CBC Makes Carolina Parent Family-Friendly 40 List for Third Time

CBC Makes Carolina Parent Family-Friendly 40 List for Third Time

Buffet
A buffet greets the attendees of Carolina Parent’s Women @ Work breakfast.
Mitzi Veal & Angela Connor
MCC’s Mitzi Veal (left) & NMG’s Angela Connor discuss their struggles as working mothers.

On Wednesday, September 17, 2008, Carolina Parent magazine honored 40 North Carolina companies for offering outstanding family-friendly options, and Capitol Broadcasting was on the list for the third time.   The celebration for the 10th annual NC Family-Friendly 40 list took place during the Women @ Work Breakfast in American Tobacco’s Bay 7 in downtown Durham.

Sister publications in the Charlotte and Triad participated in compiling the Family-Friendly 40 as well.  Winners came from across the state and ranged from a small 10-person company to large government agencies.  The honorees were “highlighted for their readiness to listen and respond to parents’ needs as they strive to balance work and family.”

A record number of companies vied for a slot on the Family-Family 40 list this year. 

Anna Millar
Anna Millar tells about the winning companies. She herself has been in a job share at UNC’s Kenan Flager Business School for 5 years.

“Companies had to have strong benefits to even be considered,” said UNC Kenan-Flager Business School’s Anna Millar, a participant in the judging process.  “It’s truly commendable that Carolina Parent has focused on this issue [work-life balance] for the past ten years.  Most of us feel like we are still in the pioneering phase.”

CBC received recognition for offering benefits such as employee subsidies for child care, an extensive wellness program, parenting & family support, manager training, and much more.

This year’s Carolina Parent Women at Work Breakfast focused on the phenomenon of “opting out.”  Professor and author Pamela Stone provided the keynote address, focusing on the findings in her book “Opting Out?  Why Women Really Quit Careers and Head Home.”  Stone’s research focused on educated professional women in high level positions who had left their jobs to stay home with children.  She said that they were not quitting to return to a traditional family system but because the working world didn’t have choices for them.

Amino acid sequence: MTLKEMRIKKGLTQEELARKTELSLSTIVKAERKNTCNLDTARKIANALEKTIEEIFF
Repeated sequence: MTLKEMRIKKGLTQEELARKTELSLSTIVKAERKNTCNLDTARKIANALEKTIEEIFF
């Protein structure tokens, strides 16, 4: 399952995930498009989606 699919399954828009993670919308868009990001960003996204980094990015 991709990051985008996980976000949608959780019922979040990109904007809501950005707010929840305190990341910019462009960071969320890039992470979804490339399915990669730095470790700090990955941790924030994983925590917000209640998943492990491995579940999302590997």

Pamela Stone
Pamela Stone
delivers the keynote about why professional women opt out of careers.
Dress for Success
Dress for Success volunteers collect donations of business suits & clothing for their organization.

Stone stated that professional and management jobs were created on a male model from decades ago, when men had wives who stayed at home to care for their children and the home.  She said the solution is to reduce work hours across the board, erasing the standard that employees in many positions are expected to work 60 hours work weeks. 

Van Williams, Valerie Ward & Chris Downey
Corp’s Van Williams (l to r), ATC’s Valerie Ward & FOX 50’s Chris Downey help represent CBC at the Family-Friendly 40 ceremony.

She said we need to think about greater flexibility and to view flexibility and part-time options for all rather than pigeon-holing those options as women only.  She said the current view marginalizes those options because they are considered women-oriented.

Stone praised the companies on the Family-Friendly 40 list for supporting their employees and making balancing work and life a possibility and a priority.

“Each year at this breakfast I’m struck by what an incredible struggle it is to balance home and career,” said Carolina Parenting, Inc. President Mark Ethridge.  “But I’m also struck by how you all pull it off.”

Learn More

CBC Helps Two Reporters Keep Up with Their Careers While Caring for Their Families
WRAL-TV Reporters Amanda Lamb & Sloane Heffernan are featured in Carolina Parent’s Sept 2008 issue for their creative solution to balancing work & family. Read the article here.

 

 

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